• Haidt, J. (2012). The righteous mind. Why Good People Are Divided by Politics and Religion …, (January), 1–508. https://doi.org/10.1017/CBO9781107415324.004

  • Haidt, J., Bjorklund, F., & Murphy, S. (2000). Moral dumbfounding: When intuiton finds no reason. Working Paper. https://doi.org/10.1017/CBO9781107415324.004

  • Greene, J. (2014). Moral Tribes. Emotion, Reason and the Gap Between Us and Them, 300. https://doi.org/10.1017/CBO9781107415324.004

  • Greene, J. D., Sommerville, R. B., Nystrom, L. E., Darley, J. M., & Cohen, J. D. (2001). An fMRI investigation of emotional engagement in moral judgment. Science, 293(5537), 2105–2108. https://doi.org/10.1126/science.1062872

  • Greene, J. D. (2009). Dual-process morality and the personal/impersonal distinction: A reply to McGuire, Langdon, Coltheart, and Mackenzie. Journal of Experimental Social Psychology, 45(3), 581–584. https://doi.org/10.1016/j.jesp.2009.01.003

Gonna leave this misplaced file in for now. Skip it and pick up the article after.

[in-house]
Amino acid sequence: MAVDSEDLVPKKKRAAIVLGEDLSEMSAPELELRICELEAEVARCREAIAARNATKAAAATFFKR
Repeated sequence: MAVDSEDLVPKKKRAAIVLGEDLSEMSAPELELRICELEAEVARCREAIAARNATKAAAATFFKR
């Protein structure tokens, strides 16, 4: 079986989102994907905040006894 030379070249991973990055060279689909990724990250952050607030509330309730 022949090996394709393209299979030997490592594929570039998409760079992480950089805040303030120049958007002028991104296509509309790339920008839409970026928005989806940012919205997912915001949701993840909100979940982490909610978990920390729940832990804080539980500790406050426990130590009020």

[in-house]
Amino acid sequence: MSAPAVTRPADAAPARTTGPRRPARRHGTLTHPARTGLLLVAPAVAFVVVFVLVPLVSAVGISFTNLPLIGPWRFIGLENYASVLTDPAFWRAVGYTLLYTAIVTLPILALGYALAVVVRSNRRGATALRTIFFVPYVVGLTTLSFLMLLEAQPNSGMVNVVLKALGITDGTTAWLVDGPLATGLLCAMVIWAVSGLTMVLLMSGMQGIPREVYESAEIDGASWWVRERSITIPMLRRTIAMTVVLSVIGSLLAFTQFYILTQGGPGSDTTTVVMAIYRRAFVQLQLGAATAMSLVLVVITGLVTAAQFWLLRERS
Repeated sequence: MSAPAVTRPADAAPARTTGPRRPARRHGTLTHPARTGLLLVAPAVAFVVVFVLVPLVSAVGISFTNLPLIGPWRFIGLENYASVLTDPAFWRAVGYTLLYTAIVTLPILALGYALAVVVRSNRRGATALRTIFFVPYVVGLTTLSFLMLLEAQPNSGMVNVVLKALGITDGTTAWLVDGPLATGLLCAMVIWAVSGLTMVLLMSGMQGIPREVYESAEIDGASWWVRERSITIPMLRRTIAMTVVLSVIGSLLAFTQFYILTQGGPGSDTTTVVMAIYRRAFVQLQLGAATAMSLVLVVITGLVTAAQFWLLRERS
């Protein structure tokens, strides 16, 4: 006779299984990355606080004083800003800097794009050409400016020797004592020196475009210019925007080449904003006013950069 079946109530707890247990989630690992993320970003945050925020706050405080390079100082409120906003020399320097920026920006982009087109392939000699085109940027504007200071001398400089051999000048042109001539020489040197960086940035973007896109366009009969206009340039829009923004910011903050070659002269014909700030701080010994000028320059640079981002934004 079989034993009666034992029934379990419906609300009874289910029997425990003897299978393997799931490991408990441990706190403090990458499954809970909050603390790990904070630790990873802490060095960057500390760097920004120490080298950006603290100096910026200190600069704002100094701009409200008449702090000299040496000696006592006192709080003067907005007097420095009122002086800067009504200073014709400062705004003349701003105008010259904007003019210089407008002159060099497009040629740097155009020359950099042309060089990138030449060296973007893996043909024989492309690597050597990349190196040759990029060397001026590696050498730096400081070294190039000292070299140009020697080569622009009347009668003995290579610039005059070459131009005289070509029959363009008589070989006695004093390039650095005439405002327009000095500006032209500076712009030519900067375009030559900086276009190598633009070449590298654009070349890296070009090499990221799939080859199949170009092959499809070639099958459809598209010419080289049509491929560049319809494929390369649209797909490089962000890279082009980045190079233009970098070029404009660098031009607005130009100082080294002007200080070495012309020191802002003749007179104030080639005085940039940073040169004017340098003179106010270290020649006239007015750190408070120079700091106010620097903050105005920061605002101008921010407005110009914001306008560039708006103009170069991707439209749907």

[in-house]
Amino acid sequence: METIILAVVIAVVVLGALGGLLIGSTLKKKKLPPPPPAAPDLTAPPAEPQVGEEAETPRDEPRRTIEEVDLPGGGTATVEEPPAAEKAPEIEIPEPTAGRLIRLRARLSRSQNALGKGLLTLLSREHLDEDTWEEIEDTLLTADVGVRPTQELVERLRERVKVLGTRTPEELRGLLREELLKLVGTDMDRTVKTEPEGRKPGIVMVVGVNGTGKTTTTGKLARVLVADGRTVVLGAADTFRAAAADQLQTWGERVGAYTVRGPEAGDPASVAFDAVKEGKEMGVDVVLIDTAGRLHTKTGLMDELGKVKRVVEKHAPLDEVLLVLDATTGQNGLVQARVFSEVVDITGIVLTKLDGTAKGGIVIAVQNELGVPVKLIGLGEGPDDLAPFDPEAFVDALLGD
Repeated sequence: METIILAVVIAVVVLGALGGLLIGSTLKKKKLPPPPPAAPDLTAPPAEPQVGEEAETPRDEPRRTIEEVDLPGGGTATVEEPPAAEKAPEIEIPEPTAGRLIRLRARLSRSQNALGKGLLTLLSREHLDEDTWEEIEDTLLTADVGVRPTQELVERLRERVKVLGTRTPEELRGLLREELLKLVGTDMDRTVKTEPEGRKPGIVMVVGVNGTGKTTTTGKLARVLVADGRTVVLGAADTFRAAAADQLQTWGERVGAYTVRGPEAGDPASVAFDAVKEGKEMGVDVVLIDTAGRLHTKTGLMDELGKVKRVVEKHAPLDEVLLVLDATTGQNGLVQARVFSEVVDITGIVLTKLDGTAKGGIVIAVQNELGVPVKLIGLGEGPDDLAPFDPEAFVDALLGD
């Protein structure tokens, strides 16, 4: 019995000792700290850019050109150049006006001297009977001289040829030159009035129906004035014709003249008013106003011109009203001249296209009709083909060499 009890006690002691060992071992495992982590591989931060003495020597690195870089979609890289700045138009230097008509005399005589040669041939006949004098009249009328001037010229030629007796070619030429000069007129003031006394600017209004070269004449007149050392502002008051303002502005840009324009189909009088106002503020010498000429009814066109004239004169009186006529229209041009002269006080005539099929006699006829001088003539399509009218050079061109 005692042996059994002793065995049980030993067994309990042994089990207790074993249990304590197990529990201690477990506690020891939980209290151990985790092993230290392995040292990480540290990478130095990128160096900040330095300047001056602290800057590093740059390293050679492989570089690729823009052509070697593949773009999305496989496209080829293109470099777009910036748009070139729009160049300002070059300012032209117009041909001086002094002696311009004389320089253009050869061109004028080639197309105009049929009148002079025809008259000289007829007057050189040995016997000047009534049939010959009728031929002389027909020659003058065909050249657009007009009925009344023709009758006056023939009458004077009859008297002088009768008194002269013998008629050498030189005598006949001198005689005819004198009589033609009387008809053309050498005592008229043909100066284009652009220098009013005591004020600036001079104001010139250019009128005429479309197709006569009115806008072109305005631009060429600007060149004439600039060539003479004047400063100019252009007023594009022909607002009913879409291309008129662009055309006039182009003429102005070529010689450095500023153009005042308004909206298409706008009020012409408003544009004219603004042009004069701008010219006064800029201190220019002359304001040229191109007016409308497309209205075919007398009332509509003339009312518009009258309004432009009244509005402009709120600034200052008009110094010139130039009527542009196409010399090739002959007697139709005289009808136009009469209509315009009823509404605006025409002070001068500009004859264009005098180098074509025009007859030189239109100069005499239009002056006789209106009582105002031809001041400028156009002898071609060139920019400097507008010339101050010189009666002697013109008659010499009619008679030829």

Jacob Schjødt is a Master student of Business Administration and Philosophy at CBS and Student assistant at CBS PRME. He has been responsible for organising the first Students for the Global Goals Festival at CBS on April 11, 2018. Follow CBS PRME on Facebook and Twitter for the latest updates.

Pic by Daniel Lombraña González, Unsplash. Edited by BOS.

Where is the Space for Ethics in Rule Governed Organizations?

By Anna Kirkebæk Gosovic.